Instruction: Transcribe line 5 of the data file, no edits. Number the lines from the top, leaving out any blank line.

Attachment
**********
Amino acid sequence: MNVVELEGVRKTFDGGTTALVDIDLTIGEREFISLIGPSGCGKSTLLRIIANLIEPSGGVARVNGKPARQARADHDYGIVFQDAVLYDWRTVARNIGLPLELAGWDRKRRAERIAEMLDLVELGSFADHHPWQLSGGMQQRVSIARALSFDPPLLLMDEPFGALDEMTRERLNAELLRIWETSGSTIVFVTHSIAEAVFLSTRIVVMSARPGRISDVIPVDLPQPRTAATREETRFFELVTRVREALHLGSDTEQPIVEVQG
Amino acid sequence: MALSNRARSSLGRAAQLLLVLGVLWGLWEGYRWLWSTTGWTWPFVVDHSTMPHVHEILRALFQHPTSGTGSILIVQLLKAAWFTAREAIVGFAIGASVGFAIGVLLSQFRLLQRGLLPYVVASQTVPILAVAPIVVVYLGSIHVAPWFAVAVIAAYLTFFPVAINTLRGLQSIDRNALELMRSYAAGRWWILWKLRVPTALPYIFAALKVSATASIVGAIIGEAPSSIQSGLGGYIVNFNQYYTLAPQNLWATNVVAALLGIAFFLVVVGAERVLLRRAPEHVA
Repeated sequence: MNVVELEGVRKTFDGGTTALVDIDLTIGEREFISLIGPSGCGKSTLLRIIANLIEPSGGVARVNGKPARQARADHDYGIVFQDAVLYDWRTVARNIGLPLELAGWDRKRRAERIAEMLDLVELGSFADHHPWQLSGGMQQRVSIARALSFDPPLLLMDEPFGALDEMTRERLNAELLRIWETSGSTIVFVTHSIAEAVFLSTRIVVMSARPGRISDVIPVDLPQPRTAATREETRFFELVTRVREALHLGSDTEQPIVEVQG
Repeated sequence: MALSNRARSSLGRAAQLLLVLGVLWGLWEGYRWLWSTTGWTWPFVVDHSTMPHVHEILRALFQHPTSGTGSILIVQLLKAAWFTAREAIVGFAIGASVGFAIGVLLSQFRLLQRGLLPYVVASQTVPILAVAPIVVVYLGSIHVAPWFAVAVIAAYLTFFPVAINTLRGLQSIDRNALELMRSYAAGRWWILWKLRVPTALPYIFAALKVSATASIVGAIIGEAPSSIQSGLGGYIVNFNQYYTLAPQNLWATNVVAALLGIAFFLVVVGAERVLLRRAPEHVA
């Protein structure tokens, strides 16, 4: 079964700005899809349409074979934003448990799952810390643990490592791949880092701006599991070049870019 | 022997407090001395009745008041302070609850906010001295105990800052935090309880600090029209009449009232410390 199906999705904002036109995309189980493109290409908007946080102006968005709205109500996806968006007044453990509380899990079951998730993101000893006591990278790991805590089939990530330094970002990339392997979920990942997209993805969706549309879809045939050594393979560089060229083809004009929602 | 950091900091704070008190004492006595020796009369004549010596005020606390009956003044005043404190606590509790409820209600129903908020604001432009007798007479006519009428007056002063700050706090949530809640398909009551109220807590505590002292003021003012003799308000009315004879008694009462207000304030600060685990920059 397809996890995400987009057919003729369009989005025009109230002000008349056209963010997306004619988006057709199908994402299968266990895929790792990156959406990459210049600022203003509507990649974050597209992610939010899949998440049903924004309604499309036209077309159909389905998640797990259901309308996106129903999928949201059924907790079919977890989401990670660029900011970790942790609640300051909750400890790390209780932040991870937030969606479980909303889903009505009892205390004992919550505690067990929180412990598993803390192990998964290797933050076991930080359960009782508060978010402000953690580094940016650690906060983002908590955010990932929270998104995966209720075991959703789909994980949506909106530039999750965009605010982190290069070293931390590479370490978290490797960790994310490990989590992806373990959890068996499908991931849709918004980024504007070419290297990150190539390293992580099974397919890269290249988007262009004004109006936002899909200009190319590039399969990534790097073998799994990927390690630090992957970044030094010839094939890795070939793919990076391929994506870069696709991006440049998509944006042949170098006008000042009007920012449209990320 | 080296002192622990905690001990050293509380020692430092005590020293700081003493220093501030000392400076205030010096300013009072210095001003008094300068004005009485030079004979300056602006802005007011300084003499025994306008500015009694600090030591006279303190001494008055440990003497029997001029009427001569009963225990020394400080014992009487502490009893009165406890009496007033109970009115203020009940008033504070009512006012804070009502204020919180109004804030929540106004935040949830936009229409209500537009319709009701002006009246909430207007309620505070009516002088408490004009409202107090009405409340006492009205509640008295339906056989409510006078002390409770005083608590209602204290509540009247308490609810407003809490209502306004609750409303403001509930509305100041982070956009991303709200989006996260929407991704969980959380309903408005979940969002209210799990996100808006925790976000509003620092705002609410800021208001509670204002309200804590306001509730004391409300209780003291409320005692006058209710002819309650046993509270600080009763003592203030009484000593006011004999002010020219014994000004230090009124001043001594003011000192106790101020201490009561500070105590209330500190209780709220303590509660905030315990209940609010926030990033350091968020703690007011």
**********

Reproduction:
């Protein structure tokens, strides 16, 4: 079964700005899809349409074979934003448990799952810390643990490592791949880092701006599991070049870019 | 022997407090001395009745008041302070609850906010001295105990800052935090309880600090029209009449009232410390 199906999705904002036109995309189980493109290409908007946080102006968005709205109500996806968006007044453990509380899990079951998730993101000893006591990278790991805590089939990530330094970002990339392997979920990942997209993805969706549309879809045939050594393979560089060229083809004009929602 | 950091900091704070008190004492006595020796009369004549010596005020606390009956003044005043404190606590509790409820209600129903908020604001432009007798007479006519009428007056002063700050706090949530809640398909009551109220807590505590002292003021003012003799308000009315004879008694009462207000304030600060685990920059 397809996890995400987009057919003729369009989005025009109230002000008349056209963010997306004619988006057709199908994402299968266990895929790792990156959406990459210049600022203003509507990649974050597209992610939010899949998440049903924004309604499309036209077309159909389905998640797990259901309308996106129903999928949201059924907790079919977890989401990670660029900011970790942790609640300051909750400890790390209780932040991870937030969606479980909303889903009505009892205390004992919550505690067990929180412990598993803390192990998964290797933050076991930080359960009782508060978010402000953690580094940016650690906060983002908590955010990932929270998104995966209720075991959703789909994980949506909106530039999750965009605010982190290069070293931390590479370490978290490797960790994310490990989590992806373990959890068996499908991931849709918004980024504007070419290297990150190539390293992580099974397919890269290249988007262009004004109006936002899909200009190319590039399969990534790097073998799994990927390690630090992957970044030094010839094939890795070939793919990076391929994506870069696709991006440049998509944006042949170098006008000042009007920012449209990320 | 080296002192622990905690001990050293509380020692430092005590020293700081003493220093501030000392400076205030010096300013009072210095001003008094300068004005009485030079004979300056602006802005007011300084003499025994306008500015009694600090030591006279303190001494008055440990003497029997001029009427001569009963225990020394400080014992009487502490009893009165406890009496007033109970009115203020009940008033504070009512006012804070009502204020919180109004804030929540106004935040949830936009229409209500537009319709009701002006009246909430207007309620505070009516002088408490004009409202107090009405409340006492009205509640008295339906056989409510006078002390409770005083608590209602204290509540009247308490609810407003809490209502306004609750409303403001509930509305100041982070956009991303709200989006996260929407991704969980959380309903408005979940969002209210799990996100808006925790976000509003620092705002609410800021208001509670204002309200804590306001509730004391409300209780003291409320005692006058209710002819309650046993509270600080009763003592203030009484000593006011004999002010020219014994000004230090009124001043001594003011000192106790101020201490009561500070105590209330500190209780709220303590509660905030315990209940609010926030990033350091968020703690007011």